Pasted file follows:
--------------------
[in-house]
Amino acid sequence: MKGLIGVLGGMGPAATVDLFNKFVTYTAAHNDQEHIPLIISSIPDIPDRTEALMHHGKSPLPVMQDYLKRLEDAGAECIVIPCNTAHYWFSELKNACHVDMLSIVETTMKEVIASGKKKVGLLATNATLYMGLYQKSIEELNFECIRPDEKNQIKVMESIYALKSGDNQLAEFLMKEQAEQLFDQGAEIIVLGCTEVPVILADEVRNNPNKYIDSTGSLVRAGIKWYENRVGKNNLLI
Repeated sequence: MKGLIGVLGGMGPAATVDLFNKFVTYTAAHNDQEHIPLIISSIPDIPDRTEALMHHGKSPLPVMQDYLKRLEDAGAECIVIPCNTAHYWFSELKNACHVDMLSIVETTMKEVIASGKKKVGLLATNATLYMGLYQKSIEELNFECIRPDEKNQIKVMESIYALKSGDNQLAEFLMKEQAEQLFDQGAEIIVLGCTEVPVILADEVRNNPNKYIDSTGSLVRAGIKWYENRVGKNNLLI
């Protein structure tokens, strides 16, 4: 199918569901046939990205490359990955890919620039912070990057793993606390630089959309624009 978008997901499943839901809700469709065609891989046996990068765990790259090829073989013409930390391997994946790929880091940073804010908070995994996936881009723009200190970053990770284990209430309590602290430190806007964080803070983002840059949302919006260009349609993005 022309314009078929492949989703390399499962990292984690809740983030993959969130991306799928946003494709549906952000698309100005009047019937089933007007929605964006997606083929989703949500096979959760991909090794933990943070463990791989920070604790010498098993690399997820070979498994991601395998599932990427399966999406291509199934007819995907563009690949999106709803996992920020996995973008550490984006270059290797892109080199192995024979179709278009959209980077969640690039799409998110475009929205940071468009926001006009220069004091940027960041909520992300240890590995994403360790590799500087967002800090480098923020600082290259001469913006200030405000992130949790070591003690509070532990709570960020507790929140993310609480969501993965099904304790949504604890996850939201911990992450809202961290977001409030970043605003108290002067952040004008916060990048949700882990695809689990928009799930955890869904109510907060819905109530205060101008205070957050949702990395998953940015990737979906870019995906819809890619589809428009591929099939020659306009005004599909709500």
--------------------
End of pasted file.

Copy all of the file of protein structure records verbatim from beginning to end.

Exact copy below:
[in-house]
Amino acid sequence: MKGLIGVLGGMGPAATVDLFNKFVTYTAAHNDQEHIPLIISSIPDIPDRTEALMHHGKSPLPVMQDYLKRLEDAGAECIVIPCNTAHYWFSELKNACHVDMLSIVETTMKEVIASGKKKVGLLATNATLYMGLYQKSIEELNFECIRPDEKNQIKVMESIYALKSGDNQLAEFLMKEQAEQLFDQGAEIIVLGCTEVPVILADEVRNNPNKYIDSTGSLVRAGIKWYENRVGKNNLLI
Repeated sequence: MKGLIGVLGGMGPAATVDLFNKFVTYTAAHNDQEHIPLIISSIPDIPDRTEALMHHGKSPLPVMQDYLKRLEDAGAECIVIPCNTAHYWFSELKNACHVDMLSIVETTMKEVIASGKKKVGLLATNATLYMGLYQKSIEELNFECIRPDEKNQIKVMESIYALKSGDNQLAEFLMKEQAEQLFDQGAEIIVLGCTEVPVILADEVRNNPNKYIDSTGSLVRAGIKWYENRVGKNNLLI
């Protein structure tokens, strides 16, 4: 199918569901046939990205490359990955890919620039912070990057793993606390630089959309624009 978008997901499943839901809700469709065609891989046996990068765990790259090829073989013409930390391997994946790929880091940073804010908070995994996936881009723009200190970053990770284990209430309590602290430190806007964080803070983002840059949302919006260009349609993005 022309314009078929492949989703390399499962990292984690809740983030993959969130991306799928946003494709549906952000698309100005009047019937089933007007929605964006997606083929989703949500096979959760991909090794933990943070463990791989920070604790010498098993690399997820070979498994991601395998599932990427399966999406291509199934007819995907563009690949999106709803996992920020996995973008550490984006270059290797892109080199192995024979179709278009959209980077969640690039799409998110475009929205940071468009926001006009220069004091940027960041909520992300240890590995994403360790590799500087967002800090480098923020600082290259001469913006200030405000992130949790070591003690509070532990709570960020507790929140993310609480969501993965099904304790949504604890996850939201911990992450809202961290977001409030970043605003108290002067952040004008916060990048949700882990695809689990928009799930955890869904109510907060819905109530205060101008205070957050949702990395998953940015990737979906870019995906819809890619589809428009591929099939020659306009005004599909709500």